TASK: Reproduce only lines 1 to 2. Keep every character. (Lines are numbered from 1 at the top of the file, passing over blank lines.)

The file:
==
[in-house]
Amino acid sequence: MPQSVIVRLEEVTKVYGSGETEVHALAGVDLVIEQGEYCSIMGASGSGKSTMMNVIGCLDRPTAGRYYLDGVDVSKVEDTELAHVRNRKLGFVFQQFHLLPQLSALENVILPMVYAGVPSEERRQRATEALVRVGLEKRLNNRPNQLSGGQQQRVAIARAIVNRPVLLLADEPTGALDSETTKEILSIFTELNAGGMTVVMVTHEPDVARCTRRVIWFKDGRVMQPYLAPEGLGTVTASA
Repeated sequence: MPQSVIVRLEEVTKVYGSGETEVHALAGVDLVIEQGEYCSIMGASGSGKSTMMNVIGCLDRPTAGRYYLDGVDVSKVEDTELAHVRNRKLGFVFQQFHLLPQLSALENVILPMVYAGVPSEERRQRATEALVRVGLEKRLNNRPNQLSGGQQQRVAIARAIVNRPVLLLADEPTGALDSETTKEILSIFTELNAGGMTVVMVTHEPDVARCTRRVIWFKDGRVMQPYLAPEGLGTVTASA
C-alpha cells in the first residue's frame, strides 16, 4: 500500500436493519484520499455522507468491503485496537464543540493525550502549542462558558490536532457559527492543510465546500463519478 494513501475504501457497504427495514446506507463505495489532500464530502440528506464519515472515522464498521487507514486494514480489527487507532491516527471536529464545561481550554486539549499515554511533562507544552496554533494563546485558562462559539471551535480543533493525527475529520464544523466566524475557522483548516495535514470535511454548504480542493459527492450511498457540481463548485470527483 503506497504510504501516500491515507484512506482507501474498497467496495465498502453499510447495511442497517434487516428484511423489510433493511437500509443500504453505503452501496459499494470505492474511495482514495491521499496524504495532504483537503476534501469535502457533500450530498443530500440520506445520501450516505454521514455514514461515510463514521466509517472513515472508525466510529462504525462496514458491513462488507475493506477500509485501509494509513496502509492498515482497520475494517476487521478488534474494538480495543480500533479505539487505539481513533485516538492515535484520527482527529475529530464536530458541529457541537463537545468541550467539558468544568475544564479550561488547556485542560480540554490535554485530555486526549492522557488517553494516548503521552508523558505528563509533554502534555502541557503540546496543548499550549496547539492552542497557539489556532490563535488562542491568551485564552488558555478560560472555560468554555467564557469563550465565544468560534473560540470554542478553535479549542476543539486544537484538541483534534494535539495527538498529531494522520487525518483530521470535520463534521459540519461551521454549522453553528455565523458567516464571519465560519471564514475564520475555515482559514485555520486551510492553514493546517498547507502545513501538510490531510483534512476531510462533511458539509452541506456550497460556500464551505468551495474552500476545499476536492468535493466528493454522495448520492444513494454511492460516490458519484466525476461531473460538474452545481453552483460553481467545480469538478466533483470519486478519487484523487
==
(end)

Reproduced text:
[in-house]
Amino acid sequence: MPQSVIVRLEEVTKVYGSGETEVHALAGVDLVIEQGEYCSIMGASGSGKSTMMNVIGCLDRPTAGRYYLDGVDVSKVEDTELAHVRNRKLGFVFQQFHLLPQLSALENVILPMVYAGVPSEERRQRATEALVRVGLEKRLNNRPNQLSGGQQQRVAIARAIVNRPVLLLADEPTGALDSETTKEILSIFTELNAGGMTVVMVTHEPDVARCTRRVIWFKDGRVMQPYLAPEGLGTVTASA